Pushing Them to Dream Far and Achieve MuchNow, my classes look quite different from those I taught in the first half of my career. At Rocky Mount High, I teach International Baccalaureate French and English, and my classes are tapestries of diversity. The students come from varied backgrounds and bring a richness of experiences along with multiple perspectives. And though I may not be striving to help the students reach beyond their neighborhood, I am still pushing them to dream far and achieve much, even when it may seem impossible, they are still challenging me to think of new ways to pique their desire to learn. One has just finished her master’s in public health at a University in Texas and has decided to follow her dream of being a pediatrician, in spite of the difficulties she had to face along the way due to her undocumented status. One has just finished his residency at Duke, and another has been working on a vaccine for Zika, and still another is leaving for university in Paris this fall. And the joy is still great when they come to visit or they write me, and when I see that these lessons still resonate with them. Over the course of my career, I’ve come to recognize one inescapable truth: I never planned to be a teacher, but I guess I was meant to teach.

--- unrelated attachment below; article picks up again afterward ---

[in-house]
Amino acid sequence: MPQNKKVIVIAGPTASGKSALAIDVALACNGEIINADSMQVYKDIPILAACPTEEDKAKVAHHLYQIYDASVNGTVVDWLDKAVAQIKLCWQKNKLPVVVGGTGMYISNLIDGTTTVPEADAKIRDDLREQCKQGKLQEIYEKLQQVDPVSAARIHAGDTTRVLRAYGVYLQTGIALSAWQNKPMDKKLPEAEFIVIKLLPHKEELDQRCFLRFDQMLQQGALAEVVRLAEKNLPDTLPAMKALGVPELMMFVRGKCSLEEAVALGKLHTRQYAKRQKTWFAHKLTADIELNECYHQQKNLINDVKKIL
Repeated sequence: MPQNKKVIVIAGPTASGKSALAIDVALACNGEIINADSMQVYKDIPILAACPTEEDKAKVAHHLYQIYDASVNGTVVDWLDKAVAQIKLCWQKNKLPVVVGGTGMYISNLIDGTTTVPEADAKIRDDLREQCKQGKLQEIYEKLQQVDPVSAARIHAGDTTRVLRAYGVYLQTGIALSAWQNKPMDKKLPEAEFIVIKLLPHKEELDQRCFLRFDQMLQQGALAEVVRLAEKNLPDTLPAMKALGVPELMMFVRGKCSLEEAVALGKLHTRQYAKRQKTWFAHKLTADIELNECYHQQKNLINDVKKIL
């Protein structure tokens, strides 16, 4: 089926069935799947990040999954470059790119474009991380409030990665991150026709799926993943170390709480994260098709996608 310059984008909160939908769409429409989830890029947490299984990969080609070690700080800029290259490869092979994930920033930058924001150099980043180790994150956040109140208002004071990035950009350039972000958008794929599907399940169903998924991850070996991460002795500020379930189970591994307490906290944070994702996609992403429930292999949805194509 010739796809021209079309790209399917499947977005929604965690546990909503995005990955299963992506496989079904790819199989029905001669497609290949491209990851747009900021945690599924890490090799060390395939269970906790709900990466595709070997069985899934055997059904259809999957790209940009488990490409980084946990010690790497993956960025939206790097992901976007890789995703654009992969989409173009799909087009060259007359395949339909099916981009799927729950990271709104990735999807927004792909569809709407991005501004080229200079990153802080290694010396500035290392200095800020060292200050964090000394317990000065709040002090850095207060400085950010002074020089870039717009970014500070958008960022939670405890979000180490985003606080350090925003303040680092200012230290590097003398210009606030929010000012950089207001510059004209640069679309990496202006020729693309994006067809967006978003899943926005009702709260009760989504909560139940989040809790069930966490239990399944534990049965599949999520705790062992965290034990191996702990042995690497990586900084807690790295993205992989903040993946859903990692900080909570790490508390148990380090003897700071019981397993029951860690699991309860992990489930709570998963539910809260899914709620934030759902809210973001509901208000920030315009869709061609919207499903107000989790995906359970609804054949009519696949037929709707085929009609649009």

Photo of former student Victoria and Ann Davis.
After many years at the elementary level teaching French, Title I reading and technology to fourth and fifth graders, including academically gifted students, and after working as testing coordinator, Ann Davis spent two years at the middle school level teaching eighth-grade English before making one more leap to high school AP and IB English and French. Davis earned National Board Certification ...